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John123 in Historical Parallels,

Today is the 7th anniversary of US bull market

Wednesday marks the seven-year anniversary of the start of the current bull market for U.S. stocks, one that has shaped up to be more notable for its duration than its intensity.

The current bull run of 84 months is the third-longest on record, with the average lasting slightly less than 59 months, according to S&P Dow Jones Indices.

Though also above average, the gains are somewhat less impressive, with the S&P 500 stock index up 193%, fifth among 13 bull markets since the Great Depression. The average bull market climb is 167%.

Of the S&P's 10 major sectors, the consumer discretionary one grew the most during the bull, surging about 378%.

Energy has lagged the most, growing only 43.1%.

Regeneron Pharmaceuticals (REGN) is the best performer of S&P components that have been in the index during the bull run, up more than 3,080%. On the downside, Southwestern Energy (SWN), off about 74 percent, is the worst performing component.

This bull market will be 2,557 days on Wednesday.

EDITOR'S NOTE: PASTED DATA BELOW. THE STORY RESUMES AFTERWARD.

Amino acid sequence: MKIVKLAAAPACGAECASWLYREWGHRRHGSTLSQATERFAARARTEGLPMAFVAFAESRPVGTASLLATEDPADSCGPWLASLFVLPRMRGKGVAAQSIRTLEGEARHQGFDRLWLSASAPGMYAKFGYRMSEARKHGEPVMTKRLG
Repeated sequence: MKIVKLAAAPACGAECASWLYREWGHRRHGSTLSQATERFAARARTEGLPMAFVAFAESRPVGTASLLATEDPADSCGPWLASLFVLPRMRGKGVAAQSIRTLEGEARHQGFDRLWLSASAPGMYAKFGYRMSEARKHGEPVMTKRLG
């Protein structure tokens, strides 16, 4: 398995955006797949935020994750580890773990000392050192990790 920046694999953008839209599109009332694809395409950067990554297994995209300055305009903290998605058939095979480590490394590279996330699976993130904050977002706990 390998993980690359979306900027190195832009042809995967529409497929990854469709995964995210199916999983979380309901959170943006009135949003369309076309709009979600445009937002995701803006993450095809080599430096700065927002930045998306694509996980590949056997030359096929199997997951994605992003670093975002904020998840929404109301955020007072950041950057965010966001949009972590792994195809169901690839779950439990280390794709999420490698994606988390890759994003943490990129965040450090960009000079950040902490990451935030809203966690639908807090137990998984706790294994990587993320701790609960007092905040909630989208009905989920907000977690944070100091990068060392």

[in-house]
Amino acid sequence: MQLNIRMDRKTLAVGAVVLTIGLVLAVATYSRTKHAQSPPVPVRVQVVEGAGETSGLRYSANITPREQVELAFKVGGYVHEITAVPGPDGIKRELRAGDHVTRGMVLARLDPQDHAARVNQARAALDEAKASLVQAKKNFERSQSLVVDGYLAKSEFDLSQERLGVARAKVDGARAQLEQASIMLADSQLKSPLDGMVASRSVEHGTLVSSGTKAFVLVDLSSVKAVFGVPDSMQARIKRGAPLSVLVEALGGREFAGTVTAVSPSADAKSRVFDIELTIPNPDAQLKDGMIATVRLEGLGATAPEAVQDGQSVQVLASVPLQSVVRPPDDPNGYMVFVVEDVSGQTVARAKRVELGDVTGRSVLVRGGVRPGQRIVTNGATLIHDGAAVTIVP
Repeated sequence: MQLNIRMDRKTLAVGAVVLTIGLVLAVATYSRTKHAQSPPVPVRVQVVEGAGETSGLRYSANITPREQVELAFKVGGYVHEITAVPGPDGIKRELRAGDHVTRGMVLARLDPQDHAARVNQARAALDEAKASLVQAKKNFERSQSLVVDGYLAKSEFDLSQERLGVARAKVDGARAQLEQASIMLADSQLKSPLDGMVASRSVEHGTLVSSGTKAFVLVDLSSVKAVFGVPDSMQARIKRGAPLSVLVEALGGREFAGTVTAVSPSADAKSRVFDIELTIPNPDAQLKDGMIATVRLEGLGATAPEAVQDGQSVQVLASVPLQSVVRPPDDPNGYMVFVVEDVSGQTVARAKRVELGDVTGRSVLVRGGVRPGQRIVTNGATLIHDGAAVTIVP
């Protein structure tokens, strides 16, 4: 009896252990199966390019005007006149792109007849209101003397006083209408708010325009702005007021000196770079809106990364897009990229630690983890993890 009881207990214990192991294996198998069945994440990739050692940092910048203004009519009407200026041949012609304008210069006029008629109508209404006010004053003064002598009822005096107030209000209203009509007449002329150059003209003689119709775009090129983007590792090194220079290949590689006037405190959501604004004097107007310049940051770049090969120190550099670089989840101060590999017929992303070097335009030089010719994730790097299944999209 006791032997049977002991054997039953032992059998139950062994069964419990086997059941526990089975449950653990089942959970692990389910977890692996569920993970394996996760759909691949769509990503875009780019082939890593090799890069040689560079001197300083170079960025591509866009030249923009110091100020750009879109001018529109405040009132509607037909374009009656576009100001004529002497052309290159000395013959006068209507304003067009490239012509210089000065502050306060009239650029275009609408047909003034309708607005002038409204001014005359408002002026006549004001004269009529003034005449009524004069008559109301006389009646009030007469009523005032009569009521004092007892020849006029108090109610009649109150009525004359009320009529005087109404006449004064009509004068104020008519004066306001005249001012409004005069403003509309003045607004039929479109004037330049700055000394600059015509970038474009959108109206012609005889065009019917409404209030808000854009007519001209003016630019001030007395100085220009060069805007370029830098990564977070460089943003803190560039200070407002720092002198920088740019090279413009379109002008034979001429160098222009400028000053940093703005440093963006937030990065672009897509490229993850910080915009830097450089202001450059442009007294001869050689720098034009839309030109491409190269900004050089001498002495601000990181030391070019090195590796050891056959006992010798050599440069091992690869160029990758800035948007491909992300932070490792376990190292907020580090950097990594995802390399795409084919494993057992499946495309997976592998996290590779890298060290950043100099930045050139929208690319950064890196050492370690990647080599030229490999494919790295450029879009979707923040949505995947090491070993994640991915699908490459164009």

It would have to last 2,608 days to make it the second-longest and 3,454 days to be the longest ever. The two longest bull markets ran from June 14, 1949 to August 2, 1956 and October 11, 1990 to March 24, 2000.

The bull started from a low point after the Great Recession and the financial crisis pushed stocks down 56.3% from the S&P's October 2007 high of 1,565.15 to 676.53.

The S&P 500 reached its most recent high of 2,130.82 on May 21, 2015, when it was up 217 percent from the 2009 low. To maintain bull market status, the index would have to surpass that high and keep climbing. If, instead, it goes down 20 percent from that high, that date will be seen as the official end of the bull market.

That's far from certain. Stocks have struggled early in the year, with the S&P off 3.2% for 2016 and 3.9% below the May high. With relatively weak earnings and some concerns about global growth, it's not clear stocks can resume their upward march.

The Dow Jones industrial Average and Nasdaq Composite, also bottomed on March 9, 2009. They grew about 159% and 266%, respectively, since then.